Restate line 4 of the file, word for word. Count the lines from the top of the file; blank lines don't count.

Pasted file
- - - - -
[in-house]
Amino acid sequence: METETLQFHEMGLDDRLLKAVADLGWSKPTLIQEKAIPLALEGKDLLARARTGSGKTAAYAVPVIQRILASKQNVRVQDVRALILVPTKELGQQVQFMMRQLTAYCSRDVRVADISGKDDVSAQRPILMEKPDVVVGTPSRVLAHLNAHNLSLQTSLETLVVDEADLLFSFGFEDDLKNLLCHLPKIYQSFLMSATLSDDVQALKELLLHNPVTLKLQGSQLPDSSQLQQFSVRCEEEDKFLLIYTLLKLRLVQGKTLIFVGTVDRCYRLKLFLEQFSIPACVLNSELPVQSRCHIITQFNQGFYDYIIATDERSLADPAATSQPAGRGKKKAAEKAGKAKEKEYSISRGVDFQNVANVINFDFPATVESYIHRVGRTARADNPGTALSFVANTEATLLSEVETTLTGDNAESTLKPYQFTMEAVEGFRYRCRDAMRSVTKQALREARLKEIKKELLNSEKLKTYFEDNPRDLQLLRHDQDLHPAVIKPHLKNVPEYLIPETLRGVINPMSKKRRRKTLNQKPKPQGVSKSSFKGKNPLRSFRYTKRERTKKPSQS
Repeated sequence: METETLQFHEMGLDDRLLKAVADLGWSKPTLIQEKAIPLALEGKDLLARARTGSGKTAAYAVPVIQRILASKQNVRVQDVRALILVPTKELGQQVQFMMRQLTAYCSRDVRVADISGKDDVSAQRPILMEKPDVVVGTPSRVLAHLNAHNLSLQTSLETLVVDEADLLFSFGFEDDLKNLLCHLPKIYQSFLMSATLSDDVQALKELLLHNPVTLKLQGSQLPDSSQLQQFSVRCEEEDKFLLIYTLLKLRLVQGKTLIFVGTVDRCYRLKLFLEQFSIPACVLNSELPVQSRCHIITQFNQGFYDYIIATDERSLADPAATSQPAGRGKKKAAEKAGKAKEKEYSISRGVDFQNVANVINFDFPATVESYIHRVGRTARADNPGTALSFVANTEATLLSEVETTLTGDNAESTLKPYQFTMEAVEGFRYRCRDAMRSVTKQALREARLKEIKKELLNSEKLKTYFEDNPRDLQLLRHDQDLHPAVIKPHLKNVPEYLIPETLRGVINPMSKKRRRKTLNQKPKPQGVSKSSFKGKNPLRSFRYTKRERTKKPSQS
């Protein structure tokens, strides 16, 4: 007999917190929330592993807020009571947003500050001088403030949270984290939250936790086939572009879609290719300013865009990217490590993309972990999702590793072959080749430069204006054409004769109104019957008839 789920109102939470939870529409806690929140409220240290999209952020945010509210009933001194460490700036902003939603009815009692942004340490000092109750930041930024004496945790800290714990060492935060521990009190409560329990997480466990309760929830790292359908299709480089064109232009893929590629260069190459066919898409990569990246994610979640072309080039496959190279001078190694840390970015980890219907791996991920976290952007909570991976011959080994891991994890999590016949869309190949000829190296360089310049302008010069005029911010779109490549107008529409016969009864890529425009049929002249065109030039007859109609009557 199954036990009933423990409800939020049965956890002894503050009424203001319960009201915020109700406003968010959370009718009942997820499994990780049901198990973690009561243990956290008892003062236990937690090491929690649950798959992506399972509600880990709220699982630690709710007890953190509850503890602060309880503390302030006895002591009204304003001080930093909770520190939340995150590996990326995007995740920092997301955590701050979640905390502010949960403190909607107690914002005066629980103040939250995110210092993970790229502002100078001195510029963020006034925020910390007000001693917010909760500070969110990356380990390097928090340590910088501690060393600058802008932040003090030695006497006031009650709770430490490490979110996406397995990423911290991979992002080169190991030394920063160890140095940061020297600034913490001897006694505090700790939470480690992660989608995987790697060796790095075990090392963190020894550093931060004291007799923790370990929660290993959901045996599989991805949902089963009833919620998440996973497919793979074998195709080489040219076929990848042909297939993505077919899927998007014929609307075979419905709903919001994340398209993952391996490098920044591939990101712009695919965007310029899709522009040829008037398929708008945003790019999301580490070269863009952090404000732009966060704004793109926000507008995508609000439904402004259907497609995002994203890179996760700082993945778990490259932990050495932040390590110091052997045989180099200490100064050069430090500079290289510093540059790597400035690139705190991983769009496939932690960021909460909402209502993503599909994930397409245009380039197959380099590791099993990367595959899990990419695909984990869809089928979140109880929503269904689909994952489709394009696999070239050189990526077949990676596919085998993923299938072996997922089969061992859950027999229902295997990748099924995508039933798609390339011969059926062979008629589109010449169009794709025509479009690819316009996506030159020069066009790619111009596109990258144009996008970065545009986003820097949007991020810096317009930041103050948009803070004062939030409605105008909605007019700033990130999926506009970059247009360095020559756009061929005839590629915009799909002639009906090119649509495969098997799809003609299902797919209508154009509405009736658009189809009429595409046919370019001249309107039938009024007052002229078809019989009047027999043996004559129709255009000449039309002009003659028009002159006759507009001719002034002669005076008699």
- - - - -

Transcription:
């Protein structure tokens, strides 16, 4: 007999917190929330592993807020009571947003500050001088403030949270984290939250936790086939572009879609290719300013865009990217490590993309972990999702590793072959080749430069204006054409004769109104019957008839 789920109102939470939870529409806690929140409220240290999209952020945010509210009933001194460490700036902003939603009815009692942004340490000092109750930041930024004496945790800290714990060492935060521990009190409560329990997480466990309760929830790292359908299709480089064109232009893929590629260069190459066919898409990569990246994610979640072309080039496959190279001078190694840390970015980890219907791996991920976290952007909570991976011959080994891991994890999590016949869309190949000829190296360089310049302008010069005029911010779109490549107008529409016969009864890529425009049929002249065109030039007859109609009557 199954036990009933423990409800939020049965956890002894503050009424203001319960009201915020109700406003968010959370009718009942997820499994990780049901198990973690009561243990956290008892003062236990937690090491929690649950798959992506399972509600880990709220699982630690709710007890953190509850503890602060309880503390302030006895002591009204304003001080930093909770520190939340995150590996990326995007995740920092997301955590701050979640905390502010949960403190909607107690914002005066629980103040939250995110210092993970790229502002100078001195510029963020006034925020910390007000001693917010909760500070969110990356380990390097928090340590910088501690060393600058802008932040003090030695006497006031009650709770430490490490979110996406397995990423911290991979992002080169190991030394920063160890140095940061020297600034913490001897006694505090700790939470480690992660989608995987790697060796790095075990090392963190020894550093931060004291007799923790370990929660290993959901045996599989991805949902089963009833919620998440996973497919793979074998195709080489040219076929990848042909297939993505077919899927998007014929609307075979419905709903919001994340398209993952391996490098920044591939990101712009695919965007310029899709522009040829008037398929708008945003790019999301580490070269863009952090404000732009966060704004793109926000507008995508609000439904402004259907497609995002994203890179996760700082993945778990490259932990050495932040390590110091052997045989180099200490100064050069430090500079290289510093540059790597400035690139705190991983769009496939932690960021909460909402209502993503599909994930397409245009380039197959380099590791099993990367595959899990990419695909984990869809089928979140109880929503269904689909994952489709394009696999070239050189990526077949990676596919085998993923299938072996997922089969061992859950027999229902295997990748099924995508039933798609390339011969059926062979008629589109010449169009794709025509479009690819316009996506030159020069066009790619111009596109990258144009996008970065545009986003820097949007991020810096317009930041103050948009803070004062939030409605105008909605007019700033990130999926506009970059247009360095020559756009061929005839590629915009799909002639009906090119649509495969098997799809003609299902797919209508154009509405009736658009189809009429595409046919370019001249309107039938009024007052002229078809019989009047027999043996004559129709255009000449039309002009003659028009002159006759507009001719002034002669005076008699």